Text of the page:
The history of agricultural credit, FCA, and the FCS parallels the extraordinary challenges of the frequent boom-and-bust cycles that have occurred since the first World War.
Farmers have been among the most vulnerable workers to these cycles. The nature of farming does not allow for quick turn-arounds, particularly after farmers have made major investments in land, equipment, and crops.
Before Congress authorized a system of longer-term loans for farmers to reflect this reality, the lack of suitable credit forced many thousands of farmers to abandon their livelihood and its way of life. Losing so many family farms was not only a tragedy for farming families, but also for rural America. This is as true today as it was 90 years ago.
The History of FCA and the FCS explains how Congress sought to assist farmers by meeting their changing credit needs. Congress recognized that meeting these needs was essential to promote a thriving agricultural industry and vibrant rural communities.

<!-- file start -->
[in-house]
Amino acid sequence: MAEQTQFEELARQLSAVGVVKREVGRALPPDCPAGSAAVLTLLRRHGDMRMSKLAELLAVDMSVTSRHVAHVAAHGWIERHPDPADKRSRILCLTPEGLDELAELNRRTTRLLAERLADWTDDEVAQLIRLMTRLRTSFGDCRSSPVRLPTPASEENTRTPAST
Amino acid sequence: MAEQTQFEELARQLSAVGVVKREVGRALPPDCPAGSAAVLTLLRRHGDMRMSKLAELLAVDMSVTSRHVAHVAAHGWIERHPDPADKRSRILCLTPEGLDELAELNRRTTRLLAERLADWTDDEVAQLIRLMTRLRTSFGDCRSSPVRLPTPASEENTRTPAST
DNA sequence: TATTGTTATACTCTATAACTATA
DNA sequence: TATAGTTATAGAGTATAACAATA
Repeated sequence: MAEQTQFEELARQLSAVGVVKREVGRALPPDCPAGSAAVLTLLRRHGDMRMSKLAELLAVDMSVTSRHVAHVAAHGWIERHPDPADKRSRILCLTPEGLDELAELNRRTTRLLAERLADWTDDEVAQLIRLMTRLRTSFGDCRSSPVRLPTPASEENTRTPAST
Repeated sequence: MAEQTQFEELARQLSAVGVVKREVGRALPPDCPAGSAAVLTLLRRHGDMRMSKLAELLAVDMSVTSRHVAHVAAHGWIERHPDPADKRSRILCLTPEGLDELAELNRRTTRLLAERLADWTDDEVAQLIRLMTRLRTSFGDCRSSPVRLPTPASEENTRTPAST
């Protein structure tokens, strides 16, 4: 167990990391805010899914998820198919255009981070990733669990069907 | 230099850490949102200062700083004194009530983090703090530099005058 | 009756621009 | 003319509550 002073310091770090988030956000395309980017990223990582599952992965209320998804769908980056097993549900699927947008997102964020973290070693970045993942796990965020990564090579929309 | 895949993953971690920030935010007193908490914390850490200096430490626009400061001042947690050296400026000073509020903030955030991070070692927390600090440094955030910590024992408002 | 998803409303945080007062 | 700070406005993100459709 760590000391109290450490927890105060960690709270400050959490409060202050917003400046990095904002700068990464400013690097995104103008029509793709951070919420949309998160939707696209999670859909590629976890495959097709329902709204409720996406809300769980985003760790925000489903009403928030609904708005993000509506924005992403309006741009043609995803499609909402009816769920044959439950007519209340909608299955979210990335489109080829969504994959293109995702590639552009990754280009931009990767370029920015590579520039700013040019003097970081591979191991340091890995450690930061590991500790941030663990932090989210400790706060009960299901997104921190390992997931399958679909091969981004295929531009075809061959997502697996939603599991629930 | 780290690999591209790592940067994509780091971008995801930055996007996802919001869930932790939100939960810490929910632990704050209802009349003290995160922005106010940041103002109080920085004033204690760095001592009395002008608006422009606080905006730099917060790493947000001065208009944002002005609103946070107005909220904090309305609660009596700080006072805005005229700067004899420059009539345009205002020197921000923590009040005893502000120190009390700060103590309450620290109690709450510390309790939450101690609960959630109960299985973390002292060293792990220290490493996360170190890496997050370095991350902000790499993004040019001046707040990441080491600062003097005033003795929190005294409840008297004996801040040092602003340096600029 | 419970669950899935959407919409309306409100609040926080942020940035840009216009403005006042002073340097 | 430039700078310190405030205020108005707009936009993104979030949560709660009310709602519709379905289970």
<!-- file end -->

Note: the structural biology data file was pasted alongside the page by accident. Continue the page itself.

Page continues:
This site also describes the events of the 1980s that threatened the existence of the FCS and the availability of affordable agricultural credit. In addition, you will meet the governors who developed the Agency through its formative years and the Board members who steered it in more modern times.
Through it all, we hope you will come away with a sense of the commitment of this country to agriculture and to farming families.
See the timeline commemorating the 80th anniversary of FCA in 2013.